Introduction: Infant mortality remains a significant problem in the United States driven by factors such as prematurity, congenital anomalies and sudden unexpected infant death. Well child visits (WCVs) offer an opportunity for pediatric providers to provide interconception screening, counseling and interventions for mothers to improve the outcome of subsequent pregnancies. Interconception screening, along with consistent screening for safe sleep practices, can have an impact on infant mortality rates at a low cost. We aim to screen and counsel (with interventions as necessary) 90% of mothers for maternal depression, birth spacing plans, folic acid use and tobacco use at WCVs for children less than 24 months of age by the end of a 9-month learning collaborative. In addition, we aim to screen/counsel 90% of families about safe sleep practices at WCVs for children less than 12 months of age. Methods: A learning collaborative was formed using the Institute for Healthcare Improvement Breakthrough Series model to implement the March of Dimes’ Interventions to Minimize Preterm and Low birthweight Infants using Continuous Improvement Techniques (IMPLICIT) Interconception Care toolkit for children less than 24 months of age. We added standardized safe sleep screening, counseling and intervention in WCVs through 12 months of age. Two pediatric clinics were recruited from a county with an infant mortality rate higher than the state average. An initial session brought both clinics together for quality improvement (QI) education and development of a process map for WCVs. A nurse in each clinic was designated the “infant mortality” champion to drive quality improvement work forward. The project leader and QI coach meet with the infant mortality champion in the clinic weekly to assist with planning plan-do-study-act cycles. Weekly data collection includes mothers with interconception screening performed and the number of families screened and counseled about safe sleep practices. A monthly webinar includes sites sharing data, successes, challenges and collaborating on changes. Participating physicians will be eligible for Maintenance of Certification Part IV credit at the end of the 9-month learning collaborative. Results: Baseline data varied between clinics with only one clinic performing some screening for safe sleep practices, maternal depression and tobacco use. To date, both clinics have successfully increased their safe sleep screening, counseling and interventions from baseline. (See Figure 1.) Both clinics are now working on tobacco screening and intervention and are on track to have all interconception screening implemented by October 2019. Final data will be available to be presented in run charts at the AAP NCE. Conclusion: Based on early results, we expect a quality improvement learning collaborative can be utilized to implement interconception care and safe sleep screening, counseling and interventions in a pediatric practice as a pathway to decreasing infant mortality in high risk areas.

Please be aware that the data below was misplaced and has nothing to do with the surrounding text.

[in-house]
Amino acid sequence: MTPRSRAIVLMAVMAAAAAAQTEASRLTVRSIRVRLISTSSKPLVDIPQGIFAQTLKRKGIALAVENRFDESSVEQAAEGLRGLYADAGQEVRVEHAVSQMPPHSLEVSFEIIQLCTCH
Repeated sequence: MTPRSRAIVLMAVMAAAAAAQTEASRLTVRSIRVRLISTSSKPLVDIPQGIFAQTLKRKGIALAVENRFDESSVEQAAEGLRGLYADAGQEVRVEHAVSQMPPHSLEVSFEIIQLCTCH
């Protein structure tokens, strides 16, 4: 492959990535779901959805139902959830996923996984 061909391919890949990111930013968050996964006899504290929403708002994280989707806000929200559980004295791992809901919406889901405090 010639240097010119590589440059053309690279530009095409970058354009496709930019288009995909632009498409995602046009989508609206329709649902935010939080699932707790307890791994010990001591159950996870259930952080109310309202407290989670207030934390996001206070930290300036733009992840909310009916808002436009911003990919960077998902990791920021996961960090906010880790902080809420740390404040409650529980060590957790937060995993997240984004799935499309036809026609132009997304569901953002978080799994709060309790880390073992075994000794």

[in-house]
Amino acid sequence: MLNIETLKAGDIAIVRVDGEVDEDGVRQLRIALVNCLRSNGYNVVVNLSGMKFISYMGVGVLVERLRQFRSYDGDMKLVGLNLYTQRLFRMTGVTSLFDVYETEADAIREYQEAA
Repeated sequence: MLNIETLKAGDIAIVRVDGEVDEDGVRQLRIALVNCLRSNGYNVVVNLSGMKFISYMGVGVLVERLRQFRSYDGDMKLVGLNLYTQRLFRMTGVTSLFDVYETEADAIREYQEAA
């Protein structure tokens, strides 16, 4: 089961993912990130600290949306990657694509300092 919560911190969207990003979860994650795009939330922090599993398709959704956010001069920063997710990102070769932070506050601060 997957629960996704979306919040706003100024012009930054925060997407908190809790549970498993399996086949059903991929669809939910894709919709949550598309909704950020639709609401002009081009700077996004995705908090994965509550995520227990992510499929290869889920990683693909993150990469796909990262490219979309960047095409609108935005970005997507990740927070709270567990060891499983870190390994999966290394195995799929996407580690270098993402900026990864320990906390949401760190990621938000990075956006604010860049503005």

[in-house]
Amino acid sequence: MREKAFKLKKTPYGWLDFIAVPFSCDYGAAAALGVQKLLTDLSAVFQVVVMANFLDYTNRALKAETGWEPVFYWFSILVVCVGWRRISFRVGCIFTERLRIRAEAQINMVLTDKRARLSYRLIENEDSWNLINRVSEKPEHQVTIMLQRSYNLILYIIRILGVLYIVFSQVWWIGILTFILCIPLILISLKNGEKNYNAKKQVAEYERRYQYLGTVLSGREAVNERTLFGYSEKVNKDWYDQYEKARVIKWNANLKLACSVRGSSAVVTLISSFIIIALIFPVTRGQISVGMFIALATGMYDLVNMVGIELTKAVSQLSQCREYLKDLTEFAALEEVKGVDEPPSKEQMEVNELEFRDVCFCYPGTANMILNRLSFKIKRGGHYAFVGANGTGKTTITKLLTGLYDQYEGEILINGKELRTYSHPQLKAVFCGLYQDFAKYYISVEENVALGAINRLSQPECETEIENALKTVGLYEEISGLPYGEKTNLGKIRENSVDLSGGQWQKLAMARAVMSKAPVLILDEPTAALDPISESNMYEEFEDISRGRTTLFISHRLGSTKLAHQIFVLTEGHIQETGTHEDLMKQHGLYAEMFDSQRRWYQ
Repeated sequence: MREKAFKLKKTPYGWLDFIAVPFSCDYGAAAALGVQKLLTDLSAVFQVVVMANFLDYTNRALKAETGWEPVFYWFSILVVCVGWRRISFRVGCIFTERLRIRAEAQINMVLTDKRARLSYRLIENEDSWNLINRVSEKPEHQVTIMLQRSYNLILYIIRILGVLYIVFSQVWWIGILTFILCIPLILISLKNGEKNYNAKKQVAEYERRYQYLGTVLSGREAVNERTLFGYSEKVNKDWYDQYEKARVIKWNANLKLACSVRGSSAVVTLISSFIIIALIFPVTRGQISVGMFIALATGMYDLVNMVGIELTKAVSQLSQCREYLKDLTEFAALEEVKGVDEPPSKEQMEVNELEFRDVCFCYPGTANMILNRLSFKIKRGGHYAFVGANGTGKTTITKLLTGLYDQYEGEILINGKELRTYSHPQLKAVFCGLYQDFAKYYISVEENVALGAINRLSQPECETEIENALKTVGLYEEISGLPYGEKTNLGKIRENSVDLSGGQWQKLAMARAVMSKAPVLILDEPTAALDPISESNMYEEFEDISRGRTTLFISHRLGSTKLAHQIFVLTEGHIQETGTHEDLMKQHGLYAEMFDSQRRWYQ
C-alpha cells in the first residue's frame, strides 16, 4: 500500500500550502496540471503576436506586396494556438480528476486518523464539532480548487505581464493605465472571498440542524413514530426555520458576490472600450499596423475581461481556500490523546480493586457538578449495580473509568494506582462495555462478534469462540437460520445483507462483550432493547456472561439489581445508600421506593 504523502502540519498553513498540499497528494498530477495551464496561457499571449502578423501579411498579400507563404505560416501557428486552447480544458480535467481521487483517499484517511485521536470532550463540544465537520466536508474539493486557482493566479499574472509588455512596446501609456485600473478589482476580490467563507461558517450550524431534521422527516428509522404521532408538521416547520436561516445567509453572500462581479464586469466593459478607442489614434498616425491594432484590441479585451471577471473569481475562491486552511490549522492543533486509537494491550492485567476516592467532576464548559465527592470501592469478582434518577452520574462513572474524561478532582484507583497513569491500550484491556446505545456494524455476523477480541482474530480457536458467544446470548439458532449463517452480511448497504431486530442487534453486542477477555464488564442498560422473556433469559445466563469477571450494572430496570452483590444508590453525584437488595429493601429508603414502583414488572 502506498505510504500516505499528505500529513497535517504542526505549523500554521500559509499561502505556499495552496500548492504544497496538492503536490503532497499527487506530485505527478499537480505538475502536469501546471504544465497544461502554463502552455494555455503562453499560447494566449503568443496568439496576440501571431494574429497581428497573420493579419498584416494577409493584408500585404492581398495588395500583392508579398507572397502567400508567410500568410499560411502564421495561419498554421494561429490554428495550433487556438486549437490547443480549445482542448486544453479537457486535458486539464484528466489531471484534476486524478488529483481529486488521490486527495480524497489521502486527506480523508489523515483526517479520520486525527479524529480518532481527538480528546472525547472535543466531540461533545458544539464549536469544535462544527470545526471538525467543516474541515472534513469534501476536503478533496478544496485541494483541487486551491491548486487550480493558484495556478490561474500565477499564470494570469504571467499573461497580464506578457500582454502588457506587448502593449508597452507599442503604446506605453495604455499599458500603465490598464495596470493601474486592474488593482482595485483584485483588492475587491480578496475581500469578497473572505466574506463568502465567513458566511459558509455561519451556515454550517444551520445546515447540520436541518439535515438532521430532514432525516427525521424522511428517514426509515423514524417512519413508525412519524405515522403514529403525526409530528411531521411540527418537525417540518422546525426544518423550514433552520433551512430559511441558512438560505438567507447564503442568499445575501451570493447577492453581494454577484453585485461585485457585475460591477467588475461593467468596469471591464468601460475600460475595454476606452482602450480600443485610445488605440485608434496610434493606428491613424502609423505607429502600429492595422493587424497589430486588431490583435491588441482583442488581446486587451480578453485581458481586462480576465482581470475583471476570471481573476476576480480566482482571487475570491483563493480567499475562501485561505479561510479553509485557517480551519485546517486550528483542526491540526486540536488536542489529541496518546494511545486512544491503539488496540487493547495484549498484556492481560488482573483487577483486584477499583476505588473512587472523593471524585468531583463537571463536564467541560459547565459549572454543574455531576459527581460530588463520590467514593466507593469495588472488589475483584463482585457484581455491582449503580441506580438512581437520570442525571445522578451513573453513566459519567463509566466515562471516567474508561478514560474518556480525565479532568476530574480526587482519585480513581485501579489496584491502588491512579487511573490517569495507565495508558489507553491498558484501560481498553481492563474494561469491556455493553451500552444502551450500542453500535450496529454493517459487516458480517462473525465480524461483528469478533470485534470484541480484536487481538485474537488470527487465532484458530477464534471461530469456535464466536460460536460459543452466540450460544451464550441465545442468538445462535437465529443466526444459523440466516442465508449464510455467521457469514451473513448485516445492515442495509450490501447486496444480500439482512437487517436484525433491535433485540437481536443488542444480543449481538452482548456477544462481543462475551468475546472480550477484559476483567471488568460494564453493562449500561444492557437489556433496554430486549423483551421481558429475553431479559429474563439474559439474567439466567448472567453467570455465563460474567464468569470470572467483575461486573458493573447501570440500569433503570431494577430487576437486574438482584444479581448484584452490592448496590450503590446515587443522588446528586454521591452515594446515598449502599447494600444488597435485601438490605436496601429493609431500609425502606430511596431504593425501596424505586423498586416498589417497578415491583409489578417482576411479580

Aggregated data from both pilot pediatric clinics